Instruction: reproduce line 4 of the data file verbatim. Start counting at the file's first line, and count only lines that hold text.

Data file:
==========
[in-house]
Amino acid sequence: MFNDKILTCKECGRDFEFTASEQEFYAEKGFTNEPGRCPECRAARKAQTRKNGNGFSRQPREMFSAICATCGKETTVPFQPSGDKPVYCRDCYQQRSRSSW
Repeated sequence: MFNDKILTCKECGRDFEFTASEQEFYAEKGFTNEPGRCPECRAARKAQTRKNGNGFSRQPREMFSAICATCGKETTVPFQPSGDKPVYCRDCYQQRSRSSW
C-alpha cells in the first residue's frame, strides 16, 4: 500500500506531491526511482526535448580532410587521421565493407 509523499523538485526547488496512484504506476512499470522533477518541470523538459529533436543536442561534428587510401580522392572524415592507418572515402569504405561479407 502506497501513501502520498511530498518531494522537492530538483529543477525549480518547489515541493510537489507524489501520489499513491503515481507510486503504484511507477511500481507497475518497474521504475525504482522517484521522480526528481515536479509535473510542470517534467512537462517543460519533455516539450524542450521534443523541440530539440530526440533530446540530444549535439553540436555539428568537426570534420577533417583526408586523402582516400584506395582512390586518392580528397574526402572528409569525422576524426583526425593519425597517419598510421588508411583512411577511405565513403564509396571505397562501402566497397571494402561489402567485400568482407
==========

C-alpha cells in the first residue's frame, strides 16, 4: 500500500506531491526511482526535448580532410587521421565493407 509523499523538485526547488496512484504506476512499470522533477518541470523538459529533436543536442561534428587510401580522392572524415592507418572515402569504405561479407 502506497501513501502520498511530498518531494522537492530538483529543477525549480518547489515541493510537489507524489501520489499513491503515481507510486503504484511507477511500481507497475518497474521504475525504482522517484521522480526528481515536479509535473510542470517534467512537462517543460519533455516539450524542450521534443523541440530539440530526440533530446540530444549535439553540436555539428568537426570534420577533417583526408586523402582516400584506395582512390586518392580528397574526402572528409569525422576524426583526425593519425597517419598510421588508411583512411577511405565513403564509396571505397562501402566497397571494402561489402567485400568482407